Co-produced research is said to create new knowledge through including the perspectives of those traditionally excluded from knowledge-production, which in turn is expected to enhance research quality and impact. This article critically examines academic and UK voluntary sector literature concerning participatory and co-produced approaches to explore how quality is currently understood in co-produced research. Drawing on Early Career Researchers’ experiences of a programme of co-produced research, the authors illustrate how theory and practice of co-production can differ, and the implications for conceptualising ‘research quality’ within co-produced research. Drawing on debates within qualitative research, community work and policy studies, the article outlines a potential framework for raising questions of ‘quality’, co-produced by research partners as part of the research process. Key dimensions of this framework are process, outcomes and autonomy.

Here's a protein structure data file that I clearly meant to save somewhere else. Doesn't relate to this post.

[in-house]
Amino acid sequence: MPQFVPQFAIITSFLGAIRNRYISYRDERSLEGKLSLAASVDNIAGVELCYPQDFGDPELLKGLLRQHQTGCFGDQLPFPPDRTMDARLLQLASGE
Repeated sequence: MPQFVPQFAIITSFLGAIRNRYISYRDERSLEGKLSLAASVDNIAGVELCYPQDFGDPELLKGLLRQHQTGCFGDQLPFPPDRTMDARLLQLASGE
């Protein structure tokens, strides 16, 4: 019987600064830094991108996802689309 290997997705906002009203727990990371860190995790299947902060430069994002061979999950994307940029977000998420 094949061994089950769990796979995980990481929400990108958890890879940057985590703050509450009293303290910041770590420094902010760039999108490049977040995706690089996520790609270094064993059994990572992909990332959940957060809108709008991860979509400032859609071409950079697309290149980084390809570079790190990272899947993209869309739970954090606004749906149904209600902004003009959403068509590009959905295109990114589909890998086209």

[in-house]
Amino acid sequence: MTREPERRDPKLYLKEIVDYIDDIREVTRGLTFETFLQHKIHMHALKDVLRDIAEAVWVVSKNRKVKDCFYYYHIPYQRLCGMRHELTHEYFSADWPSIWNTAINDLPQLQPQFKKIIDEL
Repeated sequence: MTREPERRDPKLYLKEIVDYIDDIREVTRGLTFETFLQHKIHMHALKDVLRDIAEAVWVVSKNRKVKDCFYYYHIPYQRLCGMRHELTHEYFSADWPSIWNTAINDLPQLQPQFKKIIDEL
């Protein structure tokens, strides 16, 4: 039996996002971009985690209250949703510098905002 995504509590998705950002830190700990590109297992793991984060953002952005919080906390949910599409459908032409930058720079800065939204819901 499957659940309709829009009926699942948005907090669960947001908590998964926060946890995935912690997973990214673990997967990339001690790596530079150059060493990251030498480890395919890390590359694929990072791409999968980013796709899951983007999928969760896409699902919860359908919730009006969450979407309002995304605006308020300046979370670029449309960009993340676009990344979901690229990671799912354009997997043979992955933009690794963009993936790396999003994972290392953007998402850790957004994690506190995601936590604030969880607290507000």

- collaborative research
- community-university partnership
- participatory research
- early career researchers